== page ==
Veteran services

Injured Houston veteran gets mortgage-free home near Katy

On Cherry Vine Road in the Jordan Ranch subdivision of Fulshear, a house is under construction. The frame is ready and the pipes and wires are installed. However, this is no ordinary suburban home.

Words were noted on its plywood panels and gray drywall primer, but they are neither measurements nor instructions. They are messages of love and gratitude.

“A strong army.”

“You are loved”

“Thank you for your service.”

“May your walls contain joy; every room contains laughter and every window is open to great possibilities.

This is the brand new residence of Purple Heart recipient Fernando Del Pozo Jr.. On Friday afternoon, Fernando and Adreena Del Pozo and their three young children Trey, Ari and Lio visited their future complete home. The young family walked from beam to beam, reading the messages scribbled on the walls by grateful neighbors and volunteers.

Last month, the Del Pozo family received an extraordinary surprise when they were selected to receive a mortgage-free, custom-built home from the national non-profit organization Operation Finally Home. OPFH partnered with Texas-based builder Highland Homes to design the 2,500 square foot home.

OPFH provides homes with modifications for wounded, ill, and injured veterans and their families. Like most OPFH houses, it has one floor and is wheelchair friendly. Del Pozo does not use a wheelchair, but occasionally uses a cane, having suffered multiple injuries while serving in Afghanistan.

“I had a lot of crashes, my knees are just awful,” he said. “I will be able to move freely without any obstacles.”

The Del Pozo home is the 213th specially modified home the OPFH has custom-built for a veteran.

“Almost all of our veterans have to take medication to sleep,” said Lee Kirgan, vice president of construction at OPFH. “I can’t tell you how many times I’ve had a veteran tell me after I’ve been in one of those homes for a while that when he’s had a bad night and he doesn’t just couldn’t fall asleep, they think about the notes, about all the love around them in the house. This calms them down and allows them to sleep.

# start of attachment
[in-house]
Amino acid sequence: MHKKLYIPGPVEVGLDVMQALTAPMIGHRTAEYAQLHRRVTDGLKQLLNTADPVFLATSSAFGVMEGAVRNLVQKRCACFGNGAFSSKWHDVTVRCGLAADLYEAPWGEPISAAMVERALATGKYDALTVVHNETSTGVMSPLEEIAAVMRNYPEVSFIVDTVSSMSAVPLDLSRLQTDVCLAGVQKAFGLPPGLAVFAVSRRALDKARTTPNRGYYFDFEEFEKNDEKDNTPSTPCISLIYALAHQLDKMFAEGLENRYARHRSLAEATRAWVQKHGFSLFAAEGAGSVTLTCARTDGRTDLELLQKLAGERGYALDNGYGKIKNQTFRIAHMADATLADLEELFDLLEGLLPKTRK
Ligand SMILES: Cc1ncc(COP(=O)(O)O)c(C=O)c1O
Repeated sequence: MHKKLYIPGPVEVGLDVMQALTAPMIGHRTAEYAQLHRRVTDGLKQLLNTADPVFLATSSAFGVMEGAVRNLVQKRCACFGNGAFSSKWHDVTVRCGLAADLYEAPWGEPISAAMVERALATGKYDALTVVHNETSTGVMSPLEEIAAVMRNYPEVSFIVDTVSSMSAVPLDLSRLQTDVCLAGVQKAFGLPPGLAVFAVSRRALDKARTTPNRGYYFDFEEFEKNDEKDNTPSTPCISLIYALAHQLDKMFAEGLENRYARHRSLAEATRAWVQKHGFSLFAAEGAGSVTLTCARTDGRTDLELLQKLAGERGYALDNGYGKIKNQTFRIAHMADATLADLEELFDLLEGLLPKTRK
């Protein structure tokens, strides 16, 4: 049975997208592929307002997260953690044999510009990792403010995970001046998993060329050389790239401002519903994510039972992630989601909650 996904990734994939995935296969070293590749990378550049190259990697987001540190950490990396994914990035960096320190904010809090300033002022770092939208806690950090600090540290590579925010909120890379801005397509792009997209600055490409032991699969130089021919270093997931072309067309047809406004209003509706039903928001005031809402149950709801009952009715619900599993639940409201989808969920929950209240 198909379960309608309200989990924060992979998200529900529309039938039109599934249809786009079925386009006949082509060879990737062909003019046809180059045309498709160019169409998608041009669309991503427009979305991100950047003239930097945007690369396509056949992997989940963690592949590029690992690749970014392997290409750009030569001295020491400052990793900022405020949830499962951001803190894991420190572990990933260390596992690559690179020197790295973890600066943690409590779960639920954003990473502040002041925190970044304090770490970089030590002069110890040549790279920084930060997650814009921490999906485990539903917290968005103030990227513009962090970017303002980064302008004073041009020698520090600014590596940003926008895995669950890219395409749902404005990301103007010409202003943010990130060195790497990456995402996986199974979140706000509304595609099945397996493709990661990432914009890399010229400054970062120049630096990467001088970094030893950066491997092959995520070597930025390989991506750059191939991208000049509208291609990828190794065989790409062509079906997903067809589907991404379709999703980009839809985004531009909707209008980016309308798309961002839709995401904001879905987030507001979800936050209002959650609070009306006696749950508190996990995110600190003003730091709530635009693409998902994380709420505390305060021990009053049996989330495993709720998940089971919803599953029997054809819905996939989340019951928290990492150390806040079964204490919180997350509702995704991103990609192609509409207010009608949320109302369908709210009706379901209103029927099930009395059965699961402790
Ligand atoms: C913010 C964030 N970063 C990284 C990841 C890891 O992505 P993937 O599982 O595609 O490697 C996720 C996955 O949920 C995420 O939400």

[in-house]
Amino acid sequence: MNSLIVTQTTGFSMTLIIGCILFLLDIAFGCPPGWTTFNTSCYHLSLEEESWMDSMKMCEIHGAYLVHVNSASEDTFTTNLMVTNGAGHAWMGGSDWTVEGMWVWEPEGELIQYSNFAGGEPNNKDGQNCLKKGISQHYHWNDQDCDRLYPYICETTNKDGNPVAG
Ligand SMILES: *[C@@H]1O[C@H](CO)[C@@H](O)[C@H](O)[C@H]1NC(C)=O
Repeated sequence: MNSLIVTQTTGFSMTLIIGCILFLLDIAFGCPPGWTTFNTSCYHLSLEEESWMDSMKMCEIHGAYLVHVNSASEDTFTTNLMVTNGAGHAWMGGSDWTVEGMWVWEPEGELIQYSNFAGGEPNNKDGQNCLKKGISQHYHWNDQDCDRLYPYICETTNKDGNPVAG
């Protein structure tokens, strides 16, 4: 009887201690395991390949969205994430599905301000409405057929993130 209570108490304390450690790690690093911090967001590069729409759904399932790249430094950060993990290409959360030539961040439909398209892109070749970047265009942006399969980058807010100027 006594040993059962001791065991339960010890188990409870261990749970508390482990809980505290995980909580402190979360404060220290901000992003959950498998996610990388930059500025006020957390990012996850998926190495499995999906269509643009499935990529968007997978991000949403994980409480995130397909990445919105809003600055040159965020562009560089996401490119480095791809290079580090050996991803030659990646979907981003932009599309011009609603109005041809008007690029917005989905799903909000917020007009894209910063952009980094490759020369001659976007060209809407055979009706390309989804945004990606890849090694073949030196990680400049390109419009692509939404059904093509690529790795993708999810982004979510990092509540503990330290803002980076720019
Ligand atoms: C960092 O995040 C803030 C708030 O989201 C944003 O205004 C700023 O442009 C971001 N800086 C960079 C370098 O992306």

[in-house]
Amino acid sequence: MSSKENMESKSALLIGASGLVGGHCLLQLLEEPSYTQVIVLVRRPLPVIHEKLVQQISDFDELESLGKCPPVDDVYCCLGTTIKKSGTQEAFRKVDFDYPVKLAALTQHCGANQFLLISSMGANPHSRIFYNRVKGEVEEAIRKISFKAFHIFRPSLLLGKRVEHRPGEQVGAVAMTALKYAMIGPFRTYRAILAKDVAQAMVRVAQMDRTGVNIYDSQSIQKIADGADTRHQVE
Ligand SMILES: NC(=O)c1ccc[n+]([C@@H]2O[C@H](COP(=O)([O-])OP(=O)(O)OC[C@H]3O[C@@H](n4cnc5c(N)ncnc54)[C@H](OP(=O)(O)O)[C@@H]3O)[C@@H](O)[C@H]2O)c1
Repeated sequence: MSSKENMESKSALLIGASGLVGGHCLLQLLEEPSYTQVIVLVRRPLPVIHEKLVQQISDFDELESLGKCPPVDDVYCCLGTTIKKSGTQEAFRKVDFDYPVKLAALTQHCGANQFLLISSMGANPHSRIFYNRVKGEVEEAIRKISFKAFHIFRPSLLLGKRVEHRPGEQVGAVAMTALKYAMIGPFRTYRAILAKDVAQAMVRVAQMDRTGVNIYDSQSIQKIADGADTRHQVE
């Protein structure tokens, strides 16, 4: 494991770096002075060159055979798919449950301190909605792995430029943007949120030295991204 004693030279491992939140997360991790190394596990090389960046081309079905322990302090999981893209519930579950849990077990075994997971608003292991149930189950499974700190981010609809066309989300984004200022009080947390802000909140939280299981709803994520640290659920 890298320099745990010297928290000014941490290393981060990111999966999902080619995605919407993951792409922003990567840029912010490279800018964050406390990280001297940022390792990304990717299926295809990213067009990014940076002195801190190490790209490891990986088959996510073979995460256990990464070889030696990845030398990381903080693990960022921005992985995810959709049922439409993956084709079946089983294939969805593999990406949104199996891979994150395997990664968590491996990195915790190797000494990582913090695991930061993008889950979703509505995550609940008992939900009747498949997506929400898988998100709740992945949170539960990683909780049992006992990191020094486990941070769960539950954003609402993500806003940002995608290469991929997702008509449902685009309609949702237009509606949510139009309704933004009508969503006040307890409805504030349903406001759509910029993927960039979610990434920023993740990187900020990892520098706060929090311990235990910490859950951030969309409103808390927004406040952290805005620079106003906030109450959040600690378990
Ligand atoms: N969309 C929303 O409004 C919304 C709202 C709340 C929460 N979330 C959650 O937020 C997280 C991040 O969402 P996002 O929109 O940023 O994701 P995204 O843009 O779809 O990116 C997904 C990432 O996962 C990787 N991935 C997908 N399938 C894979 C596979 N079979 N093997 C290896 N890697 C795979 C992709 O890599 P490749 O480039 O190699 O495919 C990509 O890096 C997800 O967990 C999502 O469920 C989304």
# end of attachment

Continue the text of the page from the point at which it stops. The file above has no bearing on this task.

The four-bedroom, three-and-a-half-bath home is expected to be ready by November. There is also a private study and a games room. OPFH and Highland Homes have been aided in their efforts by Johnson Development, Houston Texans, USAA and the Greater Houston Builders Association.

“We have done a few things to make the house a home that (Fernando) can live in for the rest of his life, which is also suitable for his future needs,” said Jarod Mouton, regional manager of Highland Homes. .

Del Pozo grew up in Fort Smith, Arkansas. He joined the military at age 23 in 2009 and was stationed in Tacoma, Wash. during his six-year military career, which included a year-long combat deployment to Afghanistan from 2011 to 2012.

Del Pozo served as the main gunner while deployed. His convoy was attacked twice in the space of six months.

“In 2011 I had an IED attack – it wasn’t too bad, but I had hearing loss and bruised ribs,” Del Pozo said. “Then there was another IED attack, but that one I didn’t leave. He overturned my vehicle.

Del Pozo was temporarily paralyzed from the waist down. The IED blast left him with a traumatic brain injury, chronic, movement-limiting back pain, arthritis throughout his body, combat-related PTSD, and anxiety.

“So there was a lot of physical therapy. Some days I have my cane or my kneepad, some days I don’t.

Del Pozo said he chose to move to Houston primarily for the warm weather, which has a soothing effect on his injuries.

“I need the sun and the heat to survive, like Superman,” he said. “I also have family in Texas. Houston has a huge veteran community. I am also one of the injured veterans.

The Del Pozos currently live in Hockley near Houston, however, the family is looking forward to celebrating Thanksgiving at their new home.

“It’s nothing but love,” he said, looking around. “It’s phenomenal.”

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